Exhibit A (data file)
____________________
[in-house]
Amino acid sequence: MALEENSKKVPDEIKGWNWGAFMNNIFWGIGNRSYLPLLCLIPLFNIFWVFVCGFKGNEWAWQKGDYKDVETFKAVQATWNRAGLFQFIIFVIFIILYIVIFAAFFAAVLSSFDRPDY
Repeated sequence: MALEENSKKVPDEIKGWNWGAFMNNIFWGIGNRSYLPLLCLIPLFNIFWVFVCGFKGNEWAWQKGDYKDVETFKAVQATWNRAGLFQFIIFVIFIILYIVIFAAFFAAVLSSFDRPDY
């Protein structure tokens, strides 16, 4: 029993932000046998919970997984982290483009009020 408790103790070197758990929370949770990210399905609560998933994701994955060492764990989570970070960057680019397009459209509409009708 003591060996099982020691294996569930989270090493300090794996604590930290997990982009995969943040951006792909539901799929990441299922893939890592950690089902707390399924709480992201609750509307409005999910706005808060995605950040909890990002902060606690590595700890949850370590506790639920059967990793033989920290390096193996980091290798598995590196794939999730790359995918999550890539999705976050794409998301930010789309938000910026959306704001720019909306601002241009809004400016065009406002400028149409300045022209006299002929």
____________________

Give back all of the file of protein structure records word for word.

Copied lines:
[in-house]
Amino acid sequence: MALEENSKKVPDEIKGWNWGAFMNNIFWGIGNRSYLPLLCLIPLFNIFWVFVCGFKGNEWAWQKGDYKDVETFKAVQATWNRAGLFQFIIFVIFIILYIVIFAAFFAAVLSSFDRPDY
Repeated sequence: MALEENSKKVPDEIKGWNWGAFMNNIFWGIGNRSYLPLLCLIPLFNIFWVFVCGFKGNEWAWQKGDYKDVETFKAVQATWNRAGLFQFIIFVIFIILYIVIFAAFFAAVLSSFDRPDY
């Protein structure tokens, strides 16, 4: 029993932000046998919970997984982290483009009020 408790103790070197758990929370949770990210399905609560998933994701994955060492764990989570970070960057680019397009459209509409009708 003591060996099982020691294996569930989270090493300090794996604590930290997990982009995969943040951006792909539901799929990441299922893939890592950690089902707390399924709480992201609750509307409005999910706005808060995605950040909890990002902060606690590595700890949850370590506790639920059967990793033989920290390096193996980091290798598995590196794939999730790359995918999550890539999705976050794409998301930010789309938000910026959306704001720019909306601002241009809004400016065009406002400028149409300045022209006299002929």